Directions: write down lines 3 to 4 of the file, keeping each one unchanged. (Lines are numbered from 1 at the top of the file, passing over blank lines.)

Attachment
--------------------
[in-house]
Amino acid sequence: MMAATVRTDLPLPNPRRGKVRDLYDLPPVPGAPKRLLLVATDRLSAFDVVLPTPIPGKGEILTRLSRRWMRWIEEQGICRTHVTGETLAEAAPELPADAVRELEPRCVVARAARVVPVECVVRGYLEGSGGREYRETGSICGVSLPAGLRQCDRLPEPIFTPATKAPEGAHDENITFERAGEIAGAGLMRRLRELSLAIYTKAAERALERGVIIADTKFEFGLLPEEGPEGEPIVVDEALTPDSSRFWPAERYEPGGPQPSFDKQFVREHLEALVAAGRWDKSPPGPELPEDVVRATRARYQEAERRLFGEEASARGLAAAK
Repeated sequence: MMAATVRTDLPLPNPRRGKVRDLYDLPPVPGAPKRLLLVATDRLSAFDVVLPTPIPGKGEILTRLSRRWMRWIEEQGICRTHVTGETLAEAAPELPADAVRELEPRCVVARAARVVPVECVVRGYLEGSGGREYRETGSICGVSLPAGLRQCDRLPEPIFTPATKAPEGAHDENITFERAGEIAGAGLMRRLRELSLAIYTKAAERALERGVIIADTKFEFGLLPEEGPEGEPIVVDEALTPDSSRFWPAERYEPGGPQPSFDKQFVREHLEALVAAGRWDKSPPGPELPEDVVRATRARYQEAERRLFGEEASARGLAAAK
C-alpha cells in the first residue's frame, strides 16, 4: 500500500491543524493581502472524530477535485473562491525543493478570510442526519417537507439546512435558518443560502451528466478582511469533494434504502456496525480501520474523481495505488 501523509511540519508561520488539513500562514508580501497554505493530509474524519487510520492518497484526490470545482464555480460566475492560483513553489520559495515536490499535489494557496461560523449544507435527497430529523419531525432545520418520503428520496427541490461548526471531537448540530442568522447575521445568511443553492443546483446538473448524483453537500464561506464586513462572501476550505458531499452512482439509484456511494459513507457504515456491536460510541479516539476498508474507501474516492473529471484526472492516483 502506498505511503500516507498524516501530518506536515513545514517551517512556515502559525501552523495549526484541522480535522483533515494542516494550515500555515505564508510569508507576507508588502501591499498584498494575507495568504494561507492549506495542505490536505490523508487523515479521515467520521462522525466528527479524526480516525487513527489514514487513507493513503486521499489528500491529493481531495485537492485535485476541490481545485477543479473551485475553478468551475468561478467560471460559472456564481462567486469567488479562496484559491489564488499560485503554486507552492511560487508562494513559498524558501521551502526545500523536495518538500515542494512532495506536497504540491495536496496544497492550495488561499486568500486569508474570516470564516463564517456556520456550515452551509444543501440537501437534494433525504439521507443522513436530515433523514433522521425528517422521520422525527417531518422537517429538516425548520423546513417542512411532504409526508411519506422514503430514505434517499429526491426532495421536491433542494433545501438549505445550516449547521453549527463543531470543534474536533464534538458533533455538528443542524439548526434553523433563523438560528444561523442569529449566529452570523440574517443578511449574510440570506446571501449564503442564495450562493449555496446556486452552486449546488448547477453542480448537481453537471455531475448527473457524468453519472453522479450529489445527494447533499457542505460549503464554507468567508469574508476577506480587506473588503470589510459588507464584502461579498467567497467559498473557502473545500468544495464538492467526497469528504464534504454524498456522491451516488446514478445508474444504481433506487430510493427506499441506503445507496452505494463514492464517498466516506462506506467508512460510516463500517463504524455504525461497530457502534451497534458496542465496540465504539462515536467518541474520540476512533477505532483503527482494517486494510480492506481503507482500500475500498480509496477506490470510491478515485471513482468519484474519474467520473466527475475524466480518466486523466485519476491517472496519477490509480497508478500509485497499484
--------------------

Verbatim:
Repeated sequence: MMAATVRTDLPLPNPRRGKVRDLYDLPPVPGAPKRLLLVATDRLSAFDVVLPTPIPGKGEILTRLSRRWMRWIEEQGICRTHVTGETLAEAAPELPADAVRELEPRCVVARAARVVPVECVVRGYLEGSGGREYRETGSICGVSLPAGLRQCDRLPEPIFTPATKAPEGAHDENITFERAGEIAGAGLMRRLRELSLAIYTKAAERALERGVIIADTKFEFGLLPEEGPEGEPIVVDEALTPDSSRFWPAERYEPGGPQPSFDKQFVREHLEALVAAGRWDKSPPGPELPEDVVRATRARYQEAERRLFGEEASARGLAAAK
C-alpha cells in the first residue's frame, strides 16, 4: 500500500491543524493581502472524530477535485473562491525543493478570510442526519417537507439546512435558518443560502451528466478582511469533494434504502456496525480501520474523481495505488 501523509511540519508561520488539513500562514508580501497554505493530509474524519487510520492518497484526490470545482464555480460566475492560483513553489520559495515536490499535489494557496461560523449544507435527497430529523419531525432545520418520503428520496427541490461548526471531537448540530442568522447575521445568511443553492443546483446538473448524483453537500464561506464586513462572501476550505458531499452512482439509484456511494459513507457504515456491536460510541479516539476498508474507501474516492473529471484526472492516483 502506498505511503500516507498524516501530518506536515513545514517551517512556515502559525501552523495549526484541522480535522483533515494542516494550515500555515505564508510569508507576507508588502501591499498584498494575507495568504494561507492549506495542505490536505490523508487523515479521515467520521462522525466528527479524526480516525487513527489514514487513507493513503486521499489528500491529493481531495485537492485535485476541490481545485477543479473551485475553478468551475468561478467560471460559472456564481462567486469567488479562496484559491489564488499560485503554486507552492511560487508562494513559498524558501521551502526545500523536495518538500515542494512532495506536497504540491495536496496544497492550495488561499486568500486569508474570516470564516463564517456556520456550515452551509444543501440537501437534494433525504439521507443522513436530515433523514433522521425528517422521520422525527417531518422537517429538516425548520423546513417542512411532504409526508411519506422514503430514505434517499429526491426532495421536491433542494433545501438549505445550516449547521453549527463543531470543534474536533464534538458533533455538528443542524439548526434553523433563523438560528444561523442569529449566529452570523440574517443578511449574510440570506446571501449564503442564495450562493449555496446556486452552486449546488448547477453542480448537481453537471455531475448527473457524468453519472453522479450529489445527494447533499457542505460549503464554507468567508469574508476577506480587506473588503470589510459588507464584502461579498467567497467559498473557502473545500468544495464538492467526497469528504464534504454524498456522491451516488446514478445508474444504481433506487430510493427506499441506503445507496452505494463514492464517498466516506462506506467508512460510516463500517463504524455504525461497530457502534451497534458496542465496540465504539462515536467518541474520540476512533477505532483503527482494517486494510480492506481503507482500500475500498480509496477506490470510491478515485471513482468519484474519474467520473466527475475524466480518466486523466485519476491517472496519477490509480497508478500509485497499484